The Angles Runway's mixture of ancient and modern reflects the atavistic modernism of Le Corbusier. But other photos in the "Contemporary Celts" chapter are far stranger. The "Burry man" of South Queensferry - a human effigy covered in burrs, paraded through the streets, to this day, to raise the herring? The present-day Gorsedds of Cornwall, at which dozens of bards dressed in nun-like blue robes sing hymns to King Arthur? Neo- pagans believe that the rites of the past never really die out; worshippers bring such rites alive and kicking into the here and now. It is a strange, and not entirely comical, sight.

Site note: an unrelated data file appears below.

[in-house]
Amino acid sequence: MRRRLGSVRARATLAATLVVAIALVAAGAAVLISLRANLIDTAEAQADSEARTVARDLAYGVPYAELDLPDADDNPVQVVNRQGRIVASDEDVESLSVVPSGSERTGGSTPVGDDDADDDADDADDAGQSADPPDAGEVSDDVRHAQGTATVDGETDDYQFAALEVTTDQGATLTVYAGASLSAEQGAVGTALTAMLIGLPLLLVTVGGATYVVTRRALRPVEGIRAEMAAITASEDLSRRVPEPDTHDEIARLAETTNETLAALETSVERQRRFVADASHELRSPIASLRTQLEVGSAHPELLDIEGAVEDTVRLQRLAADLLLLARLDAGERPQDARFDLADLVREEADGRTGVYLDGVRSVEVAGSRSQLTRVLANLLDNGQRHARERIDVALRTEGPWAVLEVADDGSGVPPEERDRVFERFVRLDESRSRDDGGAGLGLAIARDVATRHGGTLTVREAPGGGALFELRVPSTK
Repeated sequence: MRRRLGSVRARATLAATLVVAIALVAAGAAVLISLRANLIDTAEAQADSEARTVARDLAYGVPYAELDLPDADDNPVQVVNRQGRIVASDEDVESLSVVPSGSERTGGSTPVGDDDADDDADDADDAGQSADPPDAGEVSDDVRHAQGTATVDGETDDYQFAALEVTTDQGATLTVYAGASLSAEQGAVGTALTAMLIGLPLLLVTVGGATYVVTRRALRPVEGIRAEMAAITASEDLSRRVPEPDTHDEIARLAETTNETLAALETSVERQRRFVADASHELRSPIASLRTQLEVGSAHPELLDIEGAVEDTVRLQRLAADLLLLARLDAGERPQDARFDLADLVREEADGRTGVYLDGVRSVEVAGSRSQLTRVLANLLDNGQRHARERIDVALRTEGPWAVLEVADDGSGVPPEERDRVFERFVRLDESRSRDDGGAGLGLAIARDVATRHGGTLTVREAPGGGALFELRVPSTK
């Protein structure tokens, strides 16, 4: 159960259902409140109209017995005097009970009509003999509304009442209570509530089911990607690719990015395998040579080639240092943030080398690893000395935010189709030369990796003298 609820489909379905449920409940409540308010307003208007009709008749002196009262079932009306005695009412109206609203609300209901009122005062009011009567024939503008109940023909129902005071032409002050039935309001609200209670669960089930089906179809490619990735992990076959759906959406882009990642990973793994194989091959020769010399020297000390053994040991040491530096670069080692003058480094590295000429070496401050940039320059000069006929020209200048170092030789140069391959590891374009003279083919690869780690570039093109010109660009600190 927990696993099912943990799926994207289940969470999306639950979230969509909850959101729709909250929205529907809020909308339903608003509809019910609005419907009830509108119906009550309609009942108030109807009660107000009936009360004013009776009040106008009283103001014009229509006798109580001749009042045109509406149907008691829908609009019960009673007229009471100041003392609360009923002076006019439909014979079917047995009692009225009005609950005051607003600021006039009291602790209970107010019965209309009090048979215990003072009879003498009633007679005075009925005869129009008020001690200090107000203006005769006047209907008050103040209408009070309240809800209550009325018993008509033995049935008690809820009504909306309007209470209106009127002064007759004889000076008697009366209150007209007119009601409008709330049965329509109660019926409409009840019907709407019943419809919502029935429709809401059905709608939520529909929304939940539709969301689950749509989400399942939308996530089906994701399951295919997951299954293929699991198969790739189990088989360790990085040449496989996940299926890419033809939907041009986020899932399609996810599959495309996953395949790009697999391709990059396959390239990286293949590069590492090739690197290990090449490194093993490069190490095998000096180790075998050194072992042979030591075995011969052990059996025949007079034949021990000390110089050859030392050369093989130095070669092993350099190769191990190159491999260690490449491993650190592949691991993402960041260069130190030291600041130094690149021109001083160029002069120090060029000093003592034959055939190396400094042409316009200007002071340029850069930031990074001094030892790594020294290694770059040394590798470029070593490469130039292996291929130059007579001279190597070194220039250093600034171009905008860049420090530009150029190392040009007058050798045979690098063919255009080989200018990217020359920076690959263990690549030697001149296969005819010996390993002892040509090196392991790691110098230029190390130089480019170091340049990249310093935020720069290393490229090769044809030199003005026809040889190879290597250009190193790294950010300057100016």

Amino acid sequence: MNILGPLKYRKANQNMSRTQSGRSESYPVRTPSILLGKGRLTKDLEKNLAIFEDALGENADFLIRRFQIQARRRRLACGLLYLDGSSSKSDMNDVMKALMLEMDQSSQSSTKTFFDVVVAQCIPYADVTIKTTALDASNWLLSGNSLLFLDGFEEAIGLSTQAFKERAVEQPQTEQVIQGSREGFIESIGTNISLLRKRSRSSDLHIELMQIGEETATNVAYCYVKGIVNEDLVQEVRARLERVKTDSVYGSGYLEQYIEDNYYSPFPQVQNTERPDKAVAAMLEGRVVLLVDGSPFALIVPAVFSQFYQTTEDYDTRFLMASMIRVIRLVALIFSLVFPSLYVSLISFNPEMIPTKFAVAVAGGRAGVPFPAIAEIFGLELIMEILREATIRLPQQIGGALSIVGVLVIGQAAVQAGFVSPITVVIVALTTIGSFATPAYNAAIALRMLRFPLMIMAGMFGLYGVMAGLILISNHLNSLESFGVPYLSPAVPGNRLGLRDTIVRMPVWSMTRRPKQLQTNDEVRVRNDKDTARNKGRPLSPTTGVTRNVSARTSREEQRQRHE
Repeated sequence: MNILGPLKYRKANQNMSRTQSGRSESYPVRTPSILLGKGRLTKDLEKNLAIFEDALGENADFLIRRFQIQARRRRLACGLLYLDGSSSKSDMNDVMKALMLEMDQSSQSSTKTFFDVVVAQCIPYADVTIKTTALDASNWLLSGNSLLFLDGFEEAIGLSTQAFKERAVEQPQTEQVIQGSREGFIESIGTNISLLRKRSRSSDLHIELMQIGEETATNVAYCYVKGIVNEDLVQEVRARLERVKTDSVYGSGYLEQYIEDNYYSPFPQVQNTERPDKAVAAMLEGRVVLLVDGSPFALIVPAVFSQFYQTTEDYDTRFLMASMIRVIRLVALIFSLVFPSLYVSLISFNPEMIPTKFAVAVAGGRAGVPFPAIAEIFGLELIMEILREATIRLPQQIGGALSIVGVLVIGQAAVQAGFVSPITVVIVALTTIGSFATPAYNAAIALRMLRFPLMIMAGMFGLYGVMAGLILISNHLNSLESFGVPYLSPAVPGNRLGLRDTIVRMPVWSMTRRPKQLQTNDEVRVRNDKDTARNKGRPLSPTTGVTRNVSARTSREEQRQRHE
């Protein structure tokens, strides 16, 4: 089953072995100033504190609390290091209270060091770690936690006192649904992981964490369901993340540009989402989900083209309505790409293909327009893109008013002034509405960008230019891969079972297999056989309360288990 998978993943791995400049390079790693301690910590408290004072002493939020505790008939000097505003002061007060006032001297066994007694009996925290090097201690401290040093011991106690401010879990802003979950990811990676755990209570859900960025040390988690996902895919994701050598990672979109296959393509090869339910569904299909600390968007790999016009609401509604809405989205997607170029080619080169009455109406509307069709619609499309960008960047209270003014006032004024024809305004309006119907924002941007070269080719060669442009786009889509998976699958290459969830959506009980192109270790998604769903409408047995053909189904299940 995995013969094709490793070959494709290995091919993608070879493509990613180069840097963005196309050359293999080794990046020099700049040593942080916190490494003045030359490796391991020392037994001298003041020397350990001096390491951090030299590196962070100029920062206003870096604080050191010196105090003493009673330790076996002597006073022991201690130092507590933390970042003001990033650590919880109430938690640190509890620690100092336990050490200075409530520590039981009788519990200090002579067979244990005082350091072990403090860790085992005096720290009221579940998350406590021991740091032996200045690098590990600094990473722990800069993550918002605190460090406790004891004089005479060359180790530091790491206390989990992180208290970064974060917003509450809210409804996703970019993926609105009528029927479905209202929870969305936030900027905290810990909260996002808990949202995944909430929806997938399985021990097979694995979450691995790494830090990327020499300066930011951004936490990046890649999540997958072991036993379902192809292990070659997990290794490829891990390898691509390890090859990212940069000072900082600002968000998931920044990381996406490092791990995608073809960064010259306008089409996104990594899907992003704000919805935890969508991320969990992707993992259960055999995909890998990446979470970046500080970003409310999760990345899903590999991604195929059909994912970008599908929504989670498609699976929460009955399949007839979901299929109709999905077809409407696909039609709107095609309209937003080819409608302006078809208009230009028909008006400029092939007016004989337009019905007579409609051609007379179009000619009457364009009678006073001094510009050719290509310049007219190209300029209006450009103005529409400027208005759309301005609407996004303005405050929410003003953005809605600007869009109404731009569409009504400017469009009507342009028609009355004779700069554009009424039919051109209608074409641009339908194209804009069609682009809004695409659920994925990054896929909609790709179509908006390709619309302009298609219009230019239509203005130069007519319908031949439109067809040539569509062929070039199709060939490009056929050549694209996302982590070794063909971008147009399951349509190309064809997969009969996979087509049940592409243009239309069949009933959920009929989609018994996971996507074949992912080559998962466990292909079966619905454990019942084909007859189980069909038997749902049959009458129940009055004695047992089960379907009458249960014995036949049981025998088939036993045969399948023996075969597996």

The world of Homer Sykes's Celtic Britain (Weidenfeld pounds 14.99) is over 6,000 years old, and includes sites which predate even the Iron Age. The mysteries were especially active in the so-called Dark Ages, after the Roman colonisers left, as early Christianity mingled with the older traditions of the King Arthur cult. But the megalithic monument (above) created by Edward Prynn of St Merryn is modern. The granite gateway in the foreground is a copy of a Neolithic chamber tomb; the triangular "marriage stone", where Prynn and his wife, Glynis, conduct Druid weddings, echoes a Bronze Age original. A stone circle, a rocking stone and a copy of the Men-an-Tol complete the "Angles Runway", a neo-pagan tourist attraction.